Saudi Arabian-backed consortium pulls out of bid to buy Newcastle United

Ian MacNicol  Getty Images

Ian MacNicol Getty Images

"The Premier League wanted the country, Saudi, to become a director of the football club".

In a letter to the British Secretary of State for Digital, Culture, Media, and Sport, Oliver Dowden, FERW said: "The prospective purchase of Newcastle United by a consortium, which is 80 percent owned by Saudi Arabia's sovereign wealth fund, is concerning due to their poor human rights record".

But in a statement, Charnley seemed to suggest the deal could be resurrected.

The investment group of the Saudi Public Investment Fund (PIF), Amanda Staveley's PCP Capital Partners and billionaire brothers, David and Simon Reuben, cited the long period since a deal was struck with Newcastle owner Mike Ashley in April and the impact of coronavirus for pulling out.

"We would like to say that we truly appreciated your incredible expressions of support and your patience throughout this process".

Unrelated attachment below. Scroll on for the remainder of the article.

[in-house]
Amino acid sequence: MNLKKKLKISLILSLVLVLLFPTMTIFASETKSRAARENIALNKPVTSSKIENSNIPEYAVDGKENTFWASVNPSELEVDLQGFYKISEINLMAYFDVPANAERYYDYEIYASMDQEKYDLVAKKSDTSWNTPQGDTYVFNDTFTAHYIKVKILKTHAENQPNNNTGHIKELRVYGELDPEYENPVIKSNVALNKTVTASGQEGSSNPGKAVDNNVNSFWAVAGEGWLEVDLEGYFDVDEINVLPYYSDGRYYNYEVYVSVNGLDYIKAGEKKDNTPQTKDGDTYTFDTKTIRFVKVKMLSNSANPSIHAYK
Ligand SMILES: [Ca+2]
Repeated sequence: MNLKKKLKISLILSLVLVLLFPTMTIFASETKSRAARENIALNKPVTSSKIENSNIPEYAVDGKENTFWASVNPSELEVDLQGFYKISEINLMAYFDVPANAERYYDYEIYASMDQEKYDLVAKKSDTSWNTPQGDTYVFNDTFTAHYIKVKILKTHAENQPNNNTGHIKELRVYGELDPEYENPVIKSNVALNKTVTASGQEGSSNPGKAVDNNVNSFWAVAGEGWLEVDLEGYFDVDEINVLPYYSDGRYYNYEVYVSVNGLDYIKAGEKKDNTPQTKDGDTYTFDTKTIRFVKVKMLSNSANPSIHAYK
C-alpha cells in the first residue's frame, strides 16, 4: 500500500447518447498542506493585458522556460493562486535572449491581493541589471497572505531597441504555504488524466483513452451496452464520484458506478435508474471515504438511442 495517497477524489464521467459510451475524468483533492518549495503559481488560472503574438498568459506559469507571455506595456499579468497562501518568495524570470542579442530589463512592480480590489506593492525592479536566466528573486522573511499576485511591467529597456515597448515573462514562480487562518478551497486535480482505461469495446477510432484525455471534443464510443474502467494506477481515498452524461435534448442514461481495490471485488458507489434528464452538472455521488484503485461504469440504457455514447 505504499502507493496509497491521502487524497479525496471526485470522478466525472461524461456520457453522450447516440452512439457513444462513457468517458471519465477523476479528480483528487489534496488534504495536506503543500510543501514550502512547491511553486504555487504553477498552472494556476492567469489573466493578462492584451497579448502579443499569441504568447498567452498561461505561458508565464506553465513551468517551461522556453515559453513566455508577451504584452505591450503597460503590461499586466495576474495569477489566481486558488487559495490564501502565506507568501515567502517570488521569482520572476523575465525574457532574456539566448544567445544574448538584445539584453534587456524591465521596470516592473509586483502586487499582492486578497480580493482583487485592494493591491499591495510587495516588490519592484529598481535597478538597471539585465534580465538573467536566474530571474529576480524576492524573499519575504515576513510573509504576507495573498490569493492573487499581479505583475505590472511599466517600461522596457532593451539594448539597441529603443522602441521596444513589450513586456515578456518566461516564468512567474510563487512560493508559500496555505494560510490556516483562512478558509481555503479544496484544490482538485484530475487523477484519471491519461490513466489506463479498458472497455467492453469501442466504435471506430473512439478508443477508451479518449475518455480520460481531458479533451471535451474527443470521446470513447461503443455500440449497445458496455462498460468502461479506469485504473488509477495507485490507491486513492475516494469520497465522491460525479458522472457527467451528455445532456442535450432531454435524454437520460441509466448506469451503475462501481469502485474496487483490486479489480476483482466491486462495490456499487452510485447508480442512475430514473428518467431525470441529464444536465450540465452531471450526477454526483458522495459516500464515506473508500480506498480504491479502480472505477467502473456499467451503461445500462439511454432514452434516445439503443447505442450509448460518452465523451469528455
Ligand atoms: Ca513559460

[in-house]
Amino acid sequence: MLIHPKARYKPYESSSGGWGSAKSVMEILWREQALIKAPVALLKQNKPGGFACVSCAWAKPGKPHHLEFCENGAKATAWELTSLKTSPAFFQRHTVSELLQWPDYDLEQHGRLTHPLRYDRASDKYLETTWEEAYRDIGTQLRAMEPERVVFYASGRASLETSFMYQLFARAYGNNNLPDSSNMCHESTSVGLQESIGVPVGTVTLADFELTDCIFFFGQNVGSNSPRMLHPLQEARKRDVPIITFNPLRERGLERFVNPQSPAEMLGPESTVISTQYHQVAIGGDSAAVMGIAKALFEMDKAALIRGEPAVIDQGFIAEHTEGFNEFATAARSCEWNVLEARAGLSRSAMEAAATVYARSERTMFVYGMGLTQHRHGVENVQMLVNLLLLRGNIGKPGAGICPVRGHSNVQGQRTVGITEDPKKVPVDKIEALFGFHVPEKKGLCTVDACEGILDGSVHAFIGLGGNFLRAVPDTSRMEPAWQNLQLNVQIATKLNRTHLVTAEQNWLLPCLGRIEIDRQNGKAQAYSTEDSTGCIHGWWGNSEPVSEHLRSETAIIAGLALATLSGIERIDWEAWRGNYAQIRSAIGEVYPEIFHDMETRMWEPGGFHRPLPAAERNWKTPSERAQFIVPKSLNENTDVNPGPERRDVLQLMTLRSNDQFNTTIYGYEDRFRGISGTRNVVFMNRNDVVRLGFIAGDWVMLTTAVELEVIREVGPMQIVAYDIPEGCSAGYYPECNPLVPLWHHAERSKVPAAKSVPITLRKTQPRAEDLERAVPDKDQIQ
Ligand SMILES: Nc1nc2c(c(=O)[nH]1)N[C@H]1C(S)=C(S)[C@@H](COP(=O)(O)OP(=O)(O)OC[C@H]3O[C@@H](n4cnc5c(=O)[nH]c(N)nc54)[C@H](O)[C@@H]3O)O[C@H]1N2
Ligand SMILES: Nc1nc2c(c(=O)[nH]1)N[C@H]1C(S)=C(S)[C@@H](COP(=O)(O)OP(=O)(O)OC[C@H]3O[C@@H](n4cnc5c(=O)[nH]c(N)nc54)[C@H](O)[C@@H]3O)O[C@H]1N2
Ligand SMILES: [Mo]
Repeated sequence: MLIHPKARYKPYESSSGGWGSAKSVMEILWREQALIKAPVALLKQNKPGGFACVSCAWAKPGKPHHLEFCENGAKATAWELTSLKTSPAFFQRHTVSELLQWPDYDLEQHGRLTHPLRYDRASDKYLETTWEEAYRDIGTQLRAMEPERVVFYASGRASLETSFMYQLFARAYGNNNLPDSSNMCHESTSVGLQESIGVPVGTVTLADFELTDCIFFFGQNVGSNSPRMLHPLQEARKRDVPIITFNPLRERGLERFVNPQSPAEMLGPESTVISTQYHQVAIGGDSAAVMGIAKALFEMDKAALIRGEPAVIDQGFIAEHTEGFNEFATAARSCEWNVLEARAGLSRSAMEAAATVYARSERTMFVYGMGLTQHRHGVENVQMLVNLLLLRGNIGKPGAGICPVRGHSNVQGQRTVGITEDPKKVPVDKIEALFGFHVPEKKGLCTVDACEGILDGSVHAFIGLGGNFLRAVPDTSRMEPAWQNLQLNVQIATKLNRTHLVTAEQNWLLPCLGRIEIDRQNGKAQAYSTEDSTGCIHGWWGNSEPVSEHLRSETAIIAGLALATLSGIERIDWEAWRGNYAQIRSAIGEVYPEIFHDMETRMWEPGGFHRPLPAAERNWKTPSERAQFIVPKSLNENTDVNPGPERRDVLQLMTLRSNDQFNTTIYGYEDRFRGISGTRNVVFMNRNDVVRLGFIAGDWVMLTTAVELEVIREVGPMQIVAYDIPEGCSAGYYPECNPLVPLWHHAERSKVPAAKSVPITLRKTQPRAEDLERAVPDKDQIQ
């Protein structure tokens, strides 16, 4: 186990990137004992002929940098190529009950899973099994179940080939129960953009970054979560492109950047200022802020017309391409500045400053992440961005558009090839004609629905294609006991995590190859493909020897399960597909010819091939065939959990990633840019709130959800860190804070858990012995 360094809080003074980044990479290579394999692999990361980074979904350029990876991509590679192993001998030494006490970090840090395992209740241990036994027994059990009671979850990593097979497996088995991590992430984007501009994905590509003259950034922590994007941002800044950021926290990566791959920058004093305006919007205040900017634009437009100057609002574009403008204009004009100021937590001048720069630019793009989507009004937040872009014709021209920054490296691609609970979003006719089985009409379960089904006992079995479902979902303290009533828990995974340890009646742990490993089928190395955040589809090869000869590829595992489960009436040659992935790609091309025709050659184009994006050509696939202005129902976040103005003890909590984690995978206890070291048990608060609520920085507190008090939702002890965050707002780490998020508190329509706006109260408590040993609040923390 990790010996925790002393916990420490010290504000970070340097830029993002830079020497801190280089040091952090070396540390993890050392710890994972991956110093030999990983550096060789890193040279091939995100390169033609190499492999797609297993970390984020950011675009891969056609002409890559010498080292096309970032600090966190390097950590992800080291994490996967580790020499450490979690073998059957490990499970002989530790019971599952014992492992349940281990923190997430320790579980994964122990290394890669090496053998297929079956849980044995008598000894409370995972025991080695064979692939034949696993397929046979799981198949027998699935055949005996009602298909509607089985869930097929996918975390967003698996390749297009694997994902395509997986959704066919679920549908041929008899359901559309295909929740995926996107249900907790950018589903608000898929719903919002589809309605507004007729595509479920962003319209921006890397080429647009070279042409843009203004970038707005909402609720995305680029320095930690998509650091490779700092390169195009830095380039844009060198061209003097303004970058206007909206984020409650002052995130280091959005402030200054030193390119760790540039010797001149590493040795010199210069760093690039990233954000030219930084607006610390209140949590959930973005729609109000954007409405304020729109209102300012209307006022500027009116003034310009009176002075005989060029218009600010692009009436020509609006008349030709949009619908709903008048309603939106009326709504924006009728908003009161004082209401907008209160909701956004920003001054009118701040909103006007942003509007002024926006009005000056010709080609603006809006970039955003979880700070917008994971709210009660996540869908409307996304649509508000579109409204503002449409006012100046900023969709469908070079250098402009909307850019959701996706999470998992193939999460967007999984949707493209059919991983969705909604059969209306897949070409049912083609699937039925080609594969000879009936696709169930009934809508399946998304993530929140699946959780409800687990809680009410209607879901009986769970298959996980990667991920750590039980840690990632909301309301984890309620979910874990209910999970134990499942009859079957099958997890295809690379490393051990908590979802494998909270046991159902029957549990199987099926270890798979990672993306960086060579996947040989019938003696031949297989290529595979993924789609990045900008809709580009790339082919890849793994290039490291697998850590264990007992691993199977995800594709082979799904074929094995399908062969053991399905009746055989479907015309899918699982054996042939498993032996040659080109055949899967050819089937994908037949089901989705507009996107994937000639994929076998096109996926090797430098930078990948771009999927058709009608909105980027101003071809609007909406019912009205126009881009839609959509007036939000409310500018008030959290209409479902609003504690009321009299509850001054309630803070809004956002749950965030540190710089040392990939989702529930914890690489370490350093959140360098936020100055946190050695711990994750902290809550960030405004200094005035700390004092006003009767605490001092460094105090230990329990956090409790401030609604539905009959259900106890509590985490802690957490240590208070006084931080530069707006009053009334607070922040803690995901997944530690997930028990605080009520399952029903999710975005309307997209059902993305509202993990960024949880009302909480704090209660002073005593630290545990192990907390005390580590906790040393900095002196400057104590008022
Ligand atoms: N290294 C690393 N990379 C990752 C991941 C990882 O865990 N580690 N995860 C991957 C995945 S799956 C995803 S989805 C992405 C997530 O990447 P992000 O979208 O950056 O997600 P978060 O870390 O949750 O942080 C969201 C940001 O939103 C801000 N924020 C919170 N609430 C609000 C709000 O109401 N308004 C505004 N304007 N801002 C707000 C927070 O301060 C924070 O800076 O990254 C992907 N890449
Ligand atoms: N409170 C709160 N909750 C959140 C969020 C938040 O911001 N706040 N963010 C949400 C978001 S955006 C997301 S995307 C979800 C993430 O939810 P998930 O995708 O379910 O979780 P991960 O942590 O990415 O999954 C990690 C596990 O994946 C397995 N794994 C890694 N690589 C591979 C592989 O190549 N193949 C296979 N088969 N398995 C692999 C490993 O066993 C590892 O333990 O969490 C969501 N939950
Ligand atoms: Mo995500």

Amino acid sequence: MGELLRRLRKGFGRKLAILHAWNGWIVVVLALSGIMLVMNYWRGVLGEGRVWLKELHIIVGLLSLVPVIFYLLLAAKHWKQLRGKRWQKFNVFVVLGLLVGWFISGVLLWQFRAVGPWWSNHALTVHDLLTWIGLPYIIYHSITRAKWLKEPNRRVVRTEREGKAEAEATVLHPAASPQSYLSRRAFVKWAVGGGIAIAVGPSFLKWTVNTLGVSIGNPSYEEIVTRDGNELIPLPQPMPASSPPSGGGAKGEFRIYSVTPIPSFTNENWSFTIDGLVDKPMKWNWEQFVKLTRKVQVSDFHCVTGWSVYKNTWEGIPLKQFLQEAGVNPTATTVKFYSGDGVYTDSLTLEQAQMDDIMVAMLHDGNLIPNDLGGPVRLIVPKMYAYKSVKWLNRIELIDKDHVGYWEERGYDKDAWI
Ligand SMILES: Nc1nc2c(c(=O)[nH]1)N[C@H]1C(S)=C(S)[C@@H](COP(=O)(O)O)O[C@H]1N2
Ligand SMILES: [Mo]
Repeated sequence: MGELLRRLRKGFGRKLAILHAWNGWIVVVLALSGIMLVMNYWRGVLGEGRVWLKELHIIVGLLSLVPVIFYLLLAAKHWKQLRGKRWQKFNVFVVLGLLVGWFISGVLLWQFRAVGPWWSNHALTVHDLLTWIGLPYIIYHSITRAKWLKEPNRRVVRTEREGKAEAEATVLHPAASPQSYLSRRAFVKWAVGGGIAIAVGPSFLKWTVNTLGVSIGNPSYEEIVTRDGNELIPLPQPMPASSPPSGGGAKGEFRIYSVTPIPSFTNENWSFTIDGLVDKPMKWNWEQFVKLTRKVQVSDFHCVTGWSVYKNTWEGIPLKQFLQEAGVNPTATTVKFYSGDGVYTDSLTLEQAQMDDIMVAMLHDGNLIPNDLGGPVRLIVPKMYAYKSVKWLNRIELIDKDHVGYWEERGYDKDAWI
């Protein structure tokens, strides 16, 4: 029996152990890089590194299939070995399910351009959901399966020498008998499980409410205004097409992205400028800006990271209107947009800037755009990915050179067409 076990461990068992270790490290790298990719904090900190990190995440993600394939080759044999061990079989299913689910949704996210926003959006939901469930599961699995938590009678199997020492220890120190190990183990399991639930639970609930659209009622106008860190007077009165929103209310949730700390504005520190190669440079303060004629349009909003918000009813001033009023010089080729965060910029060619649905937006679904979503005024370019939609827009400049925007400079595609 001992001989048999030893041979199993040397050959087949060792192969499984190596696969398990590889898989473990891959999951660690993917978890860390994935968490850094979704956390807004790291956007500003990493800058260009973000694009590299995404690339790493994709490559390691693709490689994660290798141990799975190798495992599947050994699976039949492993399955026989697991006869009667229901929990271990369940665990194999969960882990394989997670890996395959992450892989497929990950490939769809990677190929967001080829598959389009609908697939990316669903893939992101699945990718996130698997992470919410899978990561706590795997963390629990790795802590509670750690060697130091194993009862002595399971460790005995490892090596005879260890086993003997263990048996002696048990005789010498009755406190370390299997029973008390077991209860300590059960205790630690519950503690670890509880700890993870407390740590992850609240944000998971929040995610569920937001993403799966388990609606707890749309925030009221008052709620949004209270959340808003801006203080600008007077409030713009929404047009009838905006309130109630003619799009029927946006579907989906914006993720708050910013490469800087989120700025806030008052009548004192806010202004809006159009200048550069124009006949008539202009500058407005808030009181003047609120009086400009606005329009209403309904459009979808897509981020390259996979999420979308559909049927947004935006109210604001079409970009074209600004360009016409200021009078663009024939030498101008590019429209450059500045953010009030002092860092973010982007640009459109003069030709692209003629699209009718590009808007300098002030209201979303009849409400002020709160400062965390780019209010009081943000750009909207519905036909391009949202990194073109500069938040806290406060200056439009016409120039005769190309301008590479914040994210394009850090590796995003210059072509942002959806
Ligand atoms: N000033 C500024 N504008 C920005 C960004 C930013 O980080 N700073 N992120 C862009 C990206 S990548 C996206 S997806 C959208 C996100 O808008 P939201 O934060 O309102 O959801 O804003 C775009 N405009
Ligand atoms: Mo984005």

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The controversy encompassing the deal was ramped up after Amnesty International and Hatice Cengiz, the fiancee of murdered journalist Jamal Khashoggi, wrote to the Premier League to oppose it. "Never say never but to be clear Mike Ashley is 100 per cent committed to this deal (sale)", Charnley said. "However our current focus must now be on supporting (manager) Steve Bruce in the transfer market and on the preparations for the new season", he said. This will cut very deep.

There has been opposition to the deal from human rights campaigners concerned about Saudi Arabia's welfare practices, while matters were complicated further when the World Trade Organization published a report that found representatives of the Kingdom had facilitated the breach of piracy laws through broadcasting network beoutQ.

She was critical of the Premier League for not approving the takeover and blamed other clubs for opposing it.

"They [the Premier League] tried to make the state of Saudi a director". Former Newcastle and England forward Alan Shearer told the BBC on Friday that disappointed fans were hoping that a new owner would yet emerge.

The collapse of the takeover will be a bitter blow to many Newcastle fans, who had dreamed that the riches of a Saudi-backed project could replicate Manchester City's success in winning four Premier League titles since Abu Dhabi's Sheikh Mansour bought the club in 2008.

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